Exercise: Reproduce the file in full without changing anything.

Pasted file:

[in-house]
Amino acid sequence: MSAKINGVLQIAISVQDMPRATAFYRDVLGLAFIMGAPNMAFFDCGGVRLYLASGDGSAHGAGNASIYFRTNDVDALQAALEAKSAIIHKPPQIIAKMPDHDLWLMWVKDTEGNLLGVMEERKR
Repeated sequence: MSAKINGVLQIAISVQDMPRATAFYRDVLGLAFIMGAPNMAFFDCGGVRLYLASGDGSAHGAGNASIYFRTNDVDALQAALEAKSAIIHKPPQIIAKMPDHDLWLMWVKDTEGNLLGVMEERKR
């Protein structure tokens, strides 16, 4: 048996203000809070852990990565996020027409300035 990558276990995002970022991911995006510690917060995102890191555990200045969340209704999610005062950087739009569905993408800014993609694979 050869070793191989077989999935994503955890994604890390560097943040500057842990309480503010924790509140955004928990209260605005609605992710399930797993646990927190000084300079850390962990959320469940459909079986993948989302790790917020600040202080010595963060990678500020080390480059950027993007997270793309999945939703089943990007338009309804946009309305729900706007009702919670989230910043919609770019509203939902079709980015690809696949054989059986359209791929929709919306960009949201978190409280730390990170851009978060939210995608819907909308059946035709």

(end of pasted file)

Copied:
[in-house]
Amino acid sequence: MSAKINGVLQIAISVQDMPRATAFYRDVLGLAFIMGAPNMAFFDCGGVRLYLASGDGSAHGAGNASIYFRTNDVDALQAALEAKSAIIHKPPQIIAKMPDHDLWLMWVKDTEGNLLGVMEERKR
Repeated sequence: MSAKINGVLQIAISVQDMPRATAFYRDVLGLAFIMGAPNMAFFDCGGVRLYLASGDGSAHGAGNASIYFRTNDVDALQAALEAKSAIIHKPPQIIAKMPDHDLWLMWVKDTEGNLLGVMEERKR
């Protein structure tokens, strides 16, 4: 048996203000809070852990990565996020027409300035 990558276990995002970022991911995006510690917060995102890191555990200045969340209704999610005062950087739009569905993408800014993609694979 050869070793191989077989999935994503955890994604890390560097943040500057842990309480503010924790509140955004928990209260605005609605992710399930797993646990927190000084300079850390962990959320469940459909079986993948989302790790917020600040202080010595963060990678500020080390480059950027993007997270793309999945939703089943990007338009309804946009309305729900706007009702919670989230910043919609770019509203939902079709980015690809696949054989059986359209791929929709919306960009949201978190409280730390990170851009978060939210995608819907909308059946035709």